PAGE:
Hawaii Montessori & the Chicago Cubs| For five days at the beginning of this month I consulted in a lovely Montessori school in Hawaii that began 40 years ago in a little Quonset hut with many of the problems of the tropics that I will not go into (like rats). Today it is one of the loveliest campuses I have ever seen and serves 171 children from Infant Community through middle school.
Middle School Since I must resist the impulse to interact with, to bond with (and then leave), the younger children when consulting, it was a pleasure to get to spend some time with the 12-15-year-olds, sharing what I have learned about this age in many countries, and to witness their excitement as they plan their trip to our nation’s capital, their volunteer work, their plans for the garden, and so much more. Continue reading →
When our granddaughter Zahra (daughter of Narda Sherman) was 4 years old she stayed with Jim and me at a hotel in Portland where we were attending a Montessori conference. We had invited her because she loved the book “Eloise in Paris” about a little girl who lived in a hotel. We offered to recreate this story as closely as possible.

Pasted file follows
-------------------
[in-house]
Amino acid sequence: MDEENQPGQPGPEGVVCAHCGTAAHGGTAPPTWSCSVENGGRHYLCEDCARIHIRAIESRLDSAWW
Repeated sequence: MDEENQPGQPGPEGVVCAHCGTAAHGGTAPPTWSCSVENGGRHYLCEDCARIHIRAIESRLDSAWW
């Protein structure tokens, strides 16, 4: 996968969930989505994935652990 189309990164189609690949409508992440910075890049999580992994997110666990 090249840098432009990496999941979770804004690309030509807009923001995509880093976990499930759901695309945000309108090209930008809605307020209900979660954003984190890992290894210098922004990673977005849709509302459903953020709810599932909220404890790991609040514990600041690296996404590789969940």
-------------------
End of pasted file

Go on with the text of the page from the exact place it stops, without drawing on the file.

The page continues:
It was her choice whether or not to come with us; she was ready to risk it for only one night because Ursula, her aunt and full-time nanny, came with her. With our help Zahra kept a journal which was later published in a Montessori magazine.
I have heard from the Montessori teacher trainer and good friend, Joen Bettman, that she shares it during each 3-6 course she teaches. Just this week she sent it to me as I had lost it, and she explained how she has used it. I thought you might enjoy it. Continue reading →
Montessori Language: Speaking, Writing, and Reading, from Birth to Age 12+
Excerpts from the 0-3 book The Joyful Child: Montessori, Global Wisdom for Birth to Three Years, and the 3-12+ book Child of the World: Montessori, Global Education for 3-12+.
LANGUAGE FROM 0-3
The First Year: the Senses We can feed the child’s intense interest in language and prepare for later spoken language, by speaking clearly, by not raising our voice to the unnatural pitch often reserved for speaking to pets, and not oversimplifying language in the presence of the child. We can tell funny and interesting stories of our lives, recite favorite poems, talk about what we are doing, “Now I am washing your feet, rubbing each toe to get it really clean” and enjoy ourselves in this important communication. And we can listen: to music, to silence, and to each other. Continue reading →